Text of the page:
• Sir Hugh Rose, Baronet (Chairman);
  • Mrs. Joan Wolrige-Gordon;
  • E. J. C. Hewitt, Esq., M.D., D.P.M.;
  • Miss L. M. D. Mill, O.B.E., M.B., Ch.B., Dip.Psych.;
  • W. M. Millar, Esq., M.D., M.R.C.P.E., Dip.Psych.;
  • R. C. M. Monteith, Esq., D.L., M.C., T.D.;
  • F. W. F. O'Brien, Esq., Q.C.; and
  • R. W. Paterson, Esq.

Roads

M1, A5 And A45 (Accidents)

asked the Minister of Transport if he will state the numbers of drivers and passengers in cars, lorries and motor cyclists, respectively, who

CASUALTIES ON M.1 AND THE SECTIONS OF A.5 AND A.45 WHICH IT RELIEVES OF TRAFFIC BETWEEN 1ST NOVEMBER, 1960, AND 3!ST OCTOBER, 1961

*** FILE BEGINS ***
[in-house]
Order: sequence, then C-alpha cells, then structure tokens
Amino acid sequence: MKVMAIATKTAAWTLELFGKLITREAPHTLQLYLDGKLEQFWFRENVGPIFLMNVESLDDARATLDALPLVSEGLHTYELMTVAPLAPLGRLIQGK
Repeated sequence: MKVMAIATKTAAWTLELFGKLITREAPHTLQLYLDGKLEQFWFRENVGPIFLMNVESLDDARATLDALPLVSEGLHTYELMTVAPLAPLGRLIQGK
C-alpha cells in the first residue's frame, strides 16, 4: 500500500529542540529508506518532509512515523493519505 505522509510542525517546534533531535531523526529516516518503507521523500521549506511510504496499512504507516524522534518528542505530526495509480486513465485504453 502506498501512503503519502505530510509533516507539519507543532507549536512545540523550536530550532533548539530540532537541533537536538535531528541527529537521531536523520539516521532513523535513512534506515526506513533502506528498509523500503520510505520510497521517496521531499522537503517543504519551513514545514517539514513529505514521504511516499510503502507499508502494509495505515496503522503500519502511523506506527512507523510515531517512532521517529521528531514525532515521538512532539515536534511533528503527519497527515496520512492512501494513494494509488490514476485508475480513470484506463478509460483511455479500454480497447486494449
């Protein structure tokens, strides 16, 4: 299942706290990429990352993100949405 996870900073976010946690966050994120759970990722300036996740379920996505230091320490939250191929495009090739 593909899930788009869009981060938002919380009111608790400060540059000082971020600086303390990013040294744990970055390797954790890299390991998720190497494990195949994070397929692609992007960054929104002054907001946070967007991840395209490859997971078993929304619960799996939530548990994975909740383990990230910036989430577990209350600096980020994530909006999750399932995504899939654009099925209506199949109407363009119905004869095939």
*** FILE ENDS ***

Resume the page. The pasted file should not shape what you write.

Road userM.1, M.10 and M.45A.5 and A.45
KilledSeriously injuredSlightly injuredTotalKilledSeriously injuredSlightly injuredTotal
Car drivers and passengers1385114212367135205
Goods vehicle drivers and passengers239611024113146
Motor cycle riders and passengers110294024877127

were killed and injured on the M.1 and the sections of A.5 and A.45 which it relieves of traffic, between 1st November, 1960, and 31st October, 1961.